Scientists one step closer to the future of the internet by teleporting light across 6km

Canadian scientists have demonstrated how the quantum internet could one day work by teleporting a light particle over a distance of 6km within the city of CalgaryRiley Brandt, University of Calgary

Canadian scientists have set a new world record by succeeding in teleporting a particle of light over a distance of 6km (3.7 miles) via fibre optics, which is a big step towards one day building a super-fast quantum internet.

It's not really teleportation in the sense of the Star Trek transporter but researchers from the University of Calgary have succeeded in teleporting a photon (light particle) from one location to another on the city's fibre-optic cable infrastructure. In doing so, it will be the most impressive distance ever achieved for transferring a quantum state by teleportation.

It means one day it will be possible to set up networks that are super secure – whereby communications cannot be eavesdropped on – and quantum computers can be connected to each other even when located across vast distances.


The paper, entitled 'Quantum teleportation across a metropolitan fibre network' is published in the journal Nature Photonics.

Quantum entanglement

The teleportation was made possible due to quantum entanglement, a phenomenon so mysterious that even Einstein couldn't understand it. This is the process where seemingly counterintuitive matter instantly affects each each other, for example, the measurement of one particle on Earth instantly affecting another particle at the opposite end of the universe.

"Being entangled means that the two photons that form an entangled pair have properties that are linked regardless of how far the two are separated," said Dr Wolfgang Tittel, a professor in the Department of Physics and Astronomy at the University of Calgary, who led the research.

"When one of the photons was sent over to City Hall, it remained entangled with the photon that stayed at the University of Calgary."

A pair of entangled photons Tony Melov / UNSW

The next part of the experiment involved taking the photon at the University of Calgary and teleporting it to yet another location in the city along the fibre optics network. When it got there, the photon then teleported to join the other photon in the entangled pair, which was stationed at City Hall.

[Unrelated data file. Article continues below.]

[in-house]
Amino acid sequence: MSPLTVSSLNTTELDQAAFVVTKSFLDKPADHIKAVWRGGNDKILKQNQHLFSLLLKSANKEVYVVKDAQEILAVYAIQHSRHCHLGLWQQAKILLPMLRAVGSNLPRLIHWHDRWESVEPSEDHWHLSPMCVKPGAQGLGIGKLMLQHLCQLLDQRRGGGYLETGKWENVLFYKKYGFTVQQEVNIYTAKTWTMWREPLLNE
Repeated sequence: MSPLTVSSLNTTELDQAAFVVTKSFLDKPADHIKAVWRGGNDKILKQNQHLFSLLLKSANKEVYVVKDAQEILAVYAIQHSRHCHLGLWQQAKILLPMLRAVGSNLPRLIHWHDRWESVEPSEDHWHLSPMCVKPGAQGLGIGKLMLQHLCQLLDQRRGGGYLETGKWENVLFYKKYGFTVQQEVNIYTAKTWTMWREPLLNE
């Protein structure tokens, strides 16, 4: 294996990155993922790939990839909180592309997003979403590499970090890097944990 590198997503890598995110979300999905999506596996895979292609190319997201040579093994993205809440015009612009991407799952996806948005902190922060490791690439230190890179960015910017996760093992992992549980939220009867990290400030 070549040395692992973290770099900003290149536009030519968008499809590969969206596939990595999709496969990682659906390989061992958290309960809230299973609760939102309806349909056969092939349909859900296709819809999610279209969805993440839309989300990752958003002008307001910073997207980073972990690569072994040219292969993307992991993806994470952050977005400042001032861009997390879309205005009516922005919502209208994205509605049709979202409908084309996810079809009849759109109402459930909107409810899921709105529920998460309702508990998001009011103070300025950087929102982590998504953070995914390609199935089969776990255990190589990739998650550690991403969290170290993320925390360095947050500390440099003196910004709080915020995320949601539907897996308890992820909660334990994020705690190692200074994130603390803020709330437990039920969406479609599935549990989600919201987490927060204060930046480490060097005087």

Experiment made use of dark fibre

The experiment was made possible due to a technology called dark fibre, which is a single optical cable that has no electronics or network equipment on the alignment. Dark fibre is typically network infrastructure that is not in use because there is already more than enough data capacity on the network.

Because these fibre-optic cables are not needed, owners of the network infrastructure typically lease dark fibre to clients who use it to make privately-operated optical fibre networks.


As changes in outdoor temperature cause transmission time of photons to lengthen and vary, the researchers found the teleportation only worked if they were able to get the photons to arrive and meet each other within 10 pico-seconds (one trillionth of a second).

By using quantum entanglement to teleport a light particle over fibre optics, the possibility of a super-fast, super secure quantum internet could be feasibleReuters

Making super-fast quantum internet possible

The demonstration of teleporting light particles is both a key way to demonstrate quantum mechanics, and the researchers see it as yet another step towards making quantum internet a reality.

There is currently a great deal of interest in developing super-fast internet networks whereby data is stored in light particles rather than chips or bits by manipulating light into optical networking, however the technology is currently very complicated.

Nevertheless, researchers from University of Bristol believe that an open source internet where light travels at the speed of light is possible and could open up the global network infrastructure industry.

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